Schock, a four-term lawmaker, said he was taking the step with a "heavy heart." He said that questions about irregularities in his campaign finance and congressional spending accounts over the past six weeks have proven to be a "great distraction" and have made it too difficult for him to serve.

Bruce Rauner
brucerauner.com

Union members and state employees can expect another pension battle ahead, regardless of what the state Supreme Court says about Illinois' landmark 2013 law. 

BrettLevinPhotography / Flickr

Rep. Kelly Cassidy wants to change the criminal code for people caught with marijuana. Her proposal would reduce the punishment for having less than 30 grams of the drug from a Class C misdemeanor to a 100 dollar ticket.

Anyone caught with larger amounts would be charged with a misdemeanor, rather than a felony.

"This will allow for certainty and uniformity in the state. It will also allow us to save significant money at the state and the local level, and put our criminal justice resources to much better use," Cassidy said.

During a mayoral debate on Thursday night, candidates Paul Palazzolo and Jim Langfelder were both hesitant to criticize the Springfield City Council when asked what they thought was its biggest mistake.

Palazzolo says his biggest issue is the city's hiring of an inspector general and questions the need. He says an inspector general looks at past events. He would rather see funds go toward the hiring of a city planner.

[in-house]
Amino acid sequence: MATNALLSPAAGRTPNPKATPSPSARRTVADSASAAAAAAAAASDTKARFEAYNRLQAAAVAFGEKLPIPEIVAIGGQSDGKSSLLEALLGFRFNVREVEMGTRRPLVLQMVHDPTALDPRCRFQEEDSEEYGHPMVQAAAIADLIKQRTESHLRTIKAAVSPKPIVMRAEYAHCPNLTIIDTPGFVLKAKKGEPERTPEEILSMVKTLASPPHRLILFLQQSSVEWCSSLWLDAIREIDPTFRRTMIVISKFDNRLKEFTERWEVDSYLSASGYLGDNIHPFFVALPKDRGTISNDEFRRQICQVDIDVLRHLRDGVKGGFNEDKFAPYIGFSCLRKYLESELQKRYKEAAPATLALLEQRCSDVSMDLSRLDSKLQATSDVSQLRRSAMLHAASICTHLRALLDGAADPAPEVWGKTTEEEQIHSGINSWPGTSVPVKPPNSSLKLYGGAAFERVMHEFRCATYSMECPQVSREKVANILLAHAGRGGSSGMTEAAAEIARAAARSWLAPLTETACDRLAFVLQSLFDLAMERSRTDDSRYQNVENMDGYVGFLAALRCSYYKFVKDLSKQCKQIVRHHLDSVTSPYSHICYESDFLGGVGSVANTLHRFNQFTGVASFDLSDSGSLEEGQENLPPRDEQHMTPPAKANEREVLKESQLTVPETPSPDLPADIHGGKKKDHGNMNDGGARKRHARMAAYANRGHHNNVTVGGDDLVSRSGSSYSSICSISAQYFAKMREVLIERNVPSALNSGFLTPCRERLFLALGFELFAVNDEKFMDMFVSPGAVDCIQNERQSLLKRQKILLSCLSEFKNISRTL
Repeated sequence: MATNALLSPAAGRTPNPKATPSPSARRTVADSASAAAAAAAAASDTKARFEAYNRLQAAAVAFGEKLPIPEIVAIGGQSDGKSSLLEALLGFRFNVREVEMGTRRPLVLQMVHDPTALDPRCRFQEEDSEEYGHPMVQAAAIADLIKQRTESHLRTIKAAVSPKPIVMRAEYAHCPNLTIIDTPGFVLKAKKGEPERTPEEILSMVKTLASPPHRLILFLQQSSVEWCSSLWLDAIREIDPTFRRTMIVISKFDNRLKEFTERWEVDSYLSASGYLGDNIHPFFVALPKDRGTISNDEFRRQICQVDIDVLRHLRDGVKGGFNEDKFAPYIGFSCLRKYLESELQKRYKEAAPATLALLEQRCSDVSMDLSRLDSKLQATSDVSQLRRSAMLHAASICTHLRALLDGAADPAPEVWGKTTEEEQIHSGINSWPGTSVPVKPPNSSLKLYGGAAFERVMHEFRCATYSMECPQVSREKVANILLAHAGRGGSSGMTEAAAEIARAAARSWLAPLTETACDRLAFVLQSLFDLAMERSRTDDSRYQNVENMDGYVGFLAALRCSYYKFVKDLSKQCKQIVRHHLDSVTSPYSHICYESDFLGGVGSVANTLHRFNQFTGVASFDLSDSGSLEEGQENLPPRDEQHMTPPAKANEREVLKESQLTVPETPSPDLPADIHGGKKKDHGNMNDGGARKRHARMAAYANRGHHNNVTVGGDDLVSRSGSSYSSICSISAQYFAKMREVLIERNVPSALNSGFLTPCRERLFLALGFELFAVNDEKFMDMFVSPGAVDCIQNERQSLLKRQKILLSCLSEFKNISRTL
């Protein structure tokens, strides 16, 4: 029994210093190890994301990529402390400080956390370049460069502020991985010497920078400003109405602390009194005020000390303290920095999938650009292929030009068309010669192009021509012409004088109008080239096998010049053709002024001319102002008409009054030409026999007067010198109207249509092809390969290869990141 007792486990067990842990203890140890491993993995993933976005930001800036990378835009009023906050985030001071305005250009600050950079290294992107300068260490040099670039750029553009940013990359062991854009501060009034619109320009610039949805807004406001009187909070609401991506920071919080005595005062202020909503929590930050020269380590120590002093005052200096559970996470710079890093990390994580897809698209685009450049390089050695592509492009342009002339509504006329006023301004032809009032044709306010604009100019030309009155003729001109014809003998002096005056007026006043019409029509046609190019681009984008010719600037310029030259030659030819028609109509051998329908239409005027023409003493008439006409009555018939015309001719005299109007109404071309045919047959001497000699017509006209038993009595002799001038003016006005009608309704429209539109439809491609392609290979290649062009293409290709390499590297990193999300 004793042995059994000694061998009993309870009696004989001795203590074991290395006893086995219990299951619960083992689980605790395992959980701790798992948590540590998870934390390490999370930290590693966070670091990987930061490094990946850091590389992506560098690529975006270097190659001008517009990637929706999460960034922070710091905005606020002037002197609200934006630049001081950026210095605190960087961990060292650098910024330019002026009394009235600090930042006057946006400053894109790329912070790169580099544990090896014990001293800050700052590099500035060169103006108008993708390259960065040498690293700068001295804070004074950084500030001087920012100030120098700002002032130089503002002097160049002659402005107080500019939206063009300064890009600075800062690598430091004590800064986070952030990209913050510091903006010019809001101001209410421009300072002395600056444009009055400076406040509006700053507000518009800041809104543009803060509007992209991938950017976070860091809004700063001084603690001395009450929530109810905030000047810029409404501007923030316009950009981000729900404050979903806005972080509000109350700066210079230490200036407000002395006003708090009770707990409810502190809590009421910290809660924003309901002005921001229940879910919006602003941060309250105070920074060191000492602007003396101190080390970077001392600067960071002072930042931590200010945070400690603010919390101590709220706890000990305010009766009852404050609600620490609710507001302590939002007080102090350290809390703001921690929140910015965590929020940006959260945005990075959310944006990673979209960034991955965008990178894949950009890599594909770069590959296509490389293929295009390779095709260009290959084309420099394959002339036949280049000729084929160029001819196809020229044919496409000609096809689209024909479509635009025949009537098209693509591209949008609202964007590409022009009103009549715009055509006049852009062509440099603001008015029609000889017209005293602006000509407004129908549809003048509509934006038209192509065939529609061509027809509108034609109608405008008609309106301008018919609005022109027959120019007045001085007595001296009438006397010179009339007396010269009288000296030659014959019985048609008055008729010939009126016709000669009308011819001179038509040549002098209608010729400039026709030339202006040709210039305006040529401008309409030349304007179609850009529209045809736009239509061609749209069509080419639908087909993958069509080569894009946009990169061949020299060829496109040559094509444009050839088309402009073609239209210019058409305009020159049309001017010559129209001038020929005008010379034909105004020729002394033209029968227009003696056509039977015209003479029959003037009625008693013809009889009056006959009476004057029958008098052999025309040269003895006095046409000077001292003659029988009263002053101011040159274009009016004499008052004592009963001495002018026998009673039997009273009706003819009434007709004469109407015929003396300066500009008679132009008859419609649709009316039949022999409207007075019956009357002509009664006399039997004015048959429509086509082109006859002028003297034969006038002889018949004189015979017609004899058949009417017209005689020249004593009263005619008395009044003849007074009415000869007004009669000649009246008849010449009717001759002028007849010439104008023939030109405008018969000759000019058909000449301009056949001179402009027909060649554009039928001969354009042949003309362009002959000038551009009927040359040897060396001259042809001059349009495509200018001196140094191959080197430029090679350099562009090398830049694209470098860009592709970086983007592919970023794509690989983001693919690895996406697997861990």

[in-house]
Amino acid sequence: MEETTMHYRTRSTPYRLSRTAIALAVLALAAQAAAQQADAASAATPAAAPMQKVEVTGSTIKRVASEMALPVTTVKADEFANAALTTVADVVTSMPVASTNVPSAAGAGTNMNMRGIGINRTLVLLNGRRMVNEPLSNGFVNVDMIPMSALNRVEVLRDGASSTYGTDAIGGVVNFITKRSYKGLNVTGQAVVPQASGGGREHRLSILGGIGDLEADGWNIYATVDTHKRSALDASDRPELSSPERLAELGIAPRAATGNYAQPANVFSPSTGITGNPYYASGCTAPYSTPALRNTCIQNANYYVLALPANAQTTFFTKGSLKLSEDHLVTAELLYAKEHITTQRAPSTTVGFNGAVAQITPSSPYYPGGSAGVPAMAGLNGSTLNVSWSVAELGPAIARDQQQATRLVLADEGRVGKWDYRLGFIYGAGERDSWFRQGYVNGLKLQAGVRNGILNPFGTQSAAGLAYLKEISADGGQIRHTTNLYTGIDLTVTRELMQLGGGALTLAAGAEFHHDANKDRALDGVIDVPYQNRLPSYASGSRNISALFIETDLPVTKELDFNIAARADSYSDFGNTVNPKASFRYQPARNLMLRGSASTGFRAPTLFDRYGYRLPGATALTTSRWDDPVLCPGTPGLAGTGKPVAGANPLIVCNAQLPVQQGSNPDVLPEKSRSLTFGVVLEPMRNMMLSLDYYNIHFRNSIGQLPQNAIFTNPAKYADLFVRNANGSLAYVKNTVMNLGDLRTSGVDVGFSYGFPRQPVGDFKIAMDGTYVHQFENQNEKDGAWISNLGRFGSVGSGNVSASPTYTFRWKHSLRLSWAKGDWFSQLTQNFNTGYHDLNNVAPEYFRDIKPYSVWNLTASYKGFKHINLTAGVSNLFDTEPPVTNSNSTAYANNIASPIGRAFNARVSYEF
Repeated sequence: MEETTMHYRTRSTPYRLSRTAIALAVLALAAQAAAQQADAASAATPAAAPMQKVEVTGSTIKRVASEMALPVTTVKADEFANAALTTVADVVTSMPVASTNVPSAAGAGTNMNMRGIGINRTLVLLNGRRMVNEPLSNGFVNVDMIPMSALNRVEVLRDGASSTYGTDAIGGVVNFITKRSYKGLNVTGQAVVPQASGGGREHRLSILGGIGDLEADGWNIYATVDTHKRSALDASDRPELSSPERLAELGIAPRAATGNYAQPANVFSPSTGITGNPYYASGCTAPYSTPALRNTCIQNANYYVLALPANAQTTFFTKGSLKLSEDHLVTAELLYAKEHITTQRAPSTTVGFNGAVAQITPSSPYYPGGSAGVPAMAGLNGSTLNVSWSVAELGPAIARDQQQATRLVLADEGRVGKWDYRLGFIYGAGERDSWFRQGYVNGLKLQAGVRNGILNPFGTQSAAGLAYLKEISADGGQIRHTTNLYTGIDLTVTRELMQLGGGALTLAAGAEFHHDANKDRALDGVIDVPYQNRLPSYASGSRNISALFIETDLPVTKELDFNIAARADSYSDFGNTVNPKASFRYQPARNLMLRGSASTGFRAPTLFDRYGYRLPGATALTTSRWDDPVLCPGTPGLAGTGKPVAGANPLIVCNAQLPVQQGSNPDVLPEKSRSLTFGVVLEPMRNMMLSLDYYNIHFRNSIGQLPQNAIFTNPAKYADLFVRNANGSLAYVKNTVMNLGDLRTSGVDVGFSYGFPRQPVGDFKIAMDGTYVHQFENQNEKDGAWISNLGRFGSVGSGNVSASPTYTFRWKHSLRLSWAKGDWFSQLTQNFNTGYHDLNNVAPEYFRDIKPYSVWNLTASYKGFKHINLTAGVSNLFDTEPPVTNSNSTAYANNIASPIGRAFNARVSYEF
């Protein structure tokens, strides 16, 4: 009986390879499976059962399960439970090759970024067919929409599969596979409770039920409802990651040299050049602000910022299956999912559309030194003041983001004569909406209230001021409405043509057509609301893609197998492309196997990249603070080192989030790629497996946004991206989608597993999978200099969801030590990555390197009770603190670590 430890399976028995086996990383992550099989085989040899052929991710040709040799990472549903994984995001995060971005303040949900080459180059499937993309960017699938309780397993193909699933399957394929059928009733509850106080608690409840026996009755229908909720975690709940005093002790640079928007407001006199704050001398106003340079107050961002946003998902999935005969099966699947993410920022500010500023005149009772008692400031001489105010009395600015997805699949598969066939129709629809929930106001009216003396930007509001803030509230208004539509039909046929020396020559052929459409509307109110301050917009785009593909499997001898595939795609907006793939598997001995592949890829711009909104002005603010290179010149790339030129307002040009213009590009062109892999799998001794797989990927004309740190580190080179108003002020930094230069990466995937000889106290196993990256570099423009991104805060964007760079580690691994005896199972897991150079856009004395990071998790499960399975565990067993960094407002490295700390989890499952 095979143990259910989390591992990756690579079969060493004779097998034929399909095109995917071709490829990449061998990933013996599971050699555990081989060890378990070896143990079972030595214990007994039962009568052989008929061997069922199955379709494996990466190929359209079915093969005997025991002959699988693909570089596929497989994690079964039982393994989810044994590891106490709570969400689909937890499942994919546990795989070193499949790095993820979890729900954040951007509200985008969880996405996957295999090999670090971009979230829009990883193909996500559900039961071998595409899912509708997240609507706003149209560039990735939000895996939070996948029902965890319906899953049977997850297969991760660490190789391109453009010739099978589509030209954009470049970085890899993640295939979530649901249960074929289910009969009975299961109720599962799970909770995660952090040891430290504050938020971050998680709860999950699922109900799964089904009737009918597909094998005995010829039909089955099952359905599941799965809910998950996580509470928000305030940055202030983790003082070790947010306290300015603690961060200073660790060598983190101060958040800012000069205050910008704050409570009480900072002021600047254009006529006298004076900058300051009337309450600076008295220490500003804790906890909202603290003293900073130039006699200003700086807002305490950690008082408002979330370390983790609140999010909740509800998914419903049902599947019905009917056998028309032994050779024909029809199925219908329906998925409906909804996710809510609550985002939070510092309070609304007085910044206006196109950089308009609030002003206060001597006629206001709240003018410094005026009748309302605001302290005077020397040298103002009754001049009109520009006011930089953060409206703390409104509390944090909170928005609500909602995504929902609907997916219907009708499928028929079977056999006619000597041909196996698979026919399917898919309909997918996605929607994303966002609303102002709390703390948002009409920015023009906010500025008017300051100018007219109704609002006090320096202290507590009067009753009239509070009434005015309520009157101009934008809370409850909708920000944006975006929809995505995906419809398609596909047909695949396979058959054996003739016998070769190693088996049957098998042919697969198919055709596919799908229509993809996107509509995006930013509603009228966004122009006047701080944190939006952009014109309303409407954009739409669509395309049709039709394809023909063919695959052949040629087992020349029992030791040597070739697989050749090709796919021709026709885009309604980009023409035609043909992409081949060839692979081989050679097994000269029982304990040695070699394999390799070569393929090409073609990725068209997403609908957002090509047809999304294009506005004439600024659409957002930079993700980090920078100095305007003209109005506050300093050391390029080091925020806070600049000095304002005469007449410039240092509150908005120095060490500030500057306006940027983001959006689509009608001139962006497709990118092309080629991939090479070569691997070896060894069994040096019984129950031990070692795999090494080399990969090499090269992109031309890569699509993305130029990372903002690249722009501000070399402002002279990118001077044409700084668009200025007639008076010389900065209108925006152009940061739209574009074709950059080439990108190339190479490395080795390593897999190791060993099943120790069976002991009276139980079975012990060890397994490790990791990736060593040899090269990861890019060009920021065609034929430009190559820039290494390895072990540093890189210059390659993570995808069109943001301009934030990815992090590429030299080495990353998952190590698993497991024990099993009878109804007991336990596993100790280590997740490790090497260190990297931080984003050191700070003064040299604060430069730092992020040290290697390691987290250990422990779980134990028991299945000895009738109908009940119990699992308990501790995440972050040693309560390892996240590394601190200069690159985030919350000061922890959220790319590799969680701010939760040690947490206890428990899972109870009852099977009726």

"I think those funds are better spent in a proactive manner, rather than a reactive manner," Palazzolo said.

American Cancer Society

Gov. Bruce Rauner's proposed budget includes cuts to a program that allows uninsured women to receive access to cancer screenings.

Pamela Luechtefeld says if it weren't for the Illinois Breast and Cervical Cancer Program, she wouldn't have detected her breast cancer.

"I would probably be ate up with cancer because they caught it in its second stage, so I wouldn't have been--I hadn't been to the doctor," she said. "The last time I had a mammogram was eight years ago."

A highly contagious strain of bird flu has officially made its way to the Midwest.

The disease was confirmed Tuesday in two separate commercial turkey flocks in Missouri, according to the Missouri Department of Agriculture and the USDA.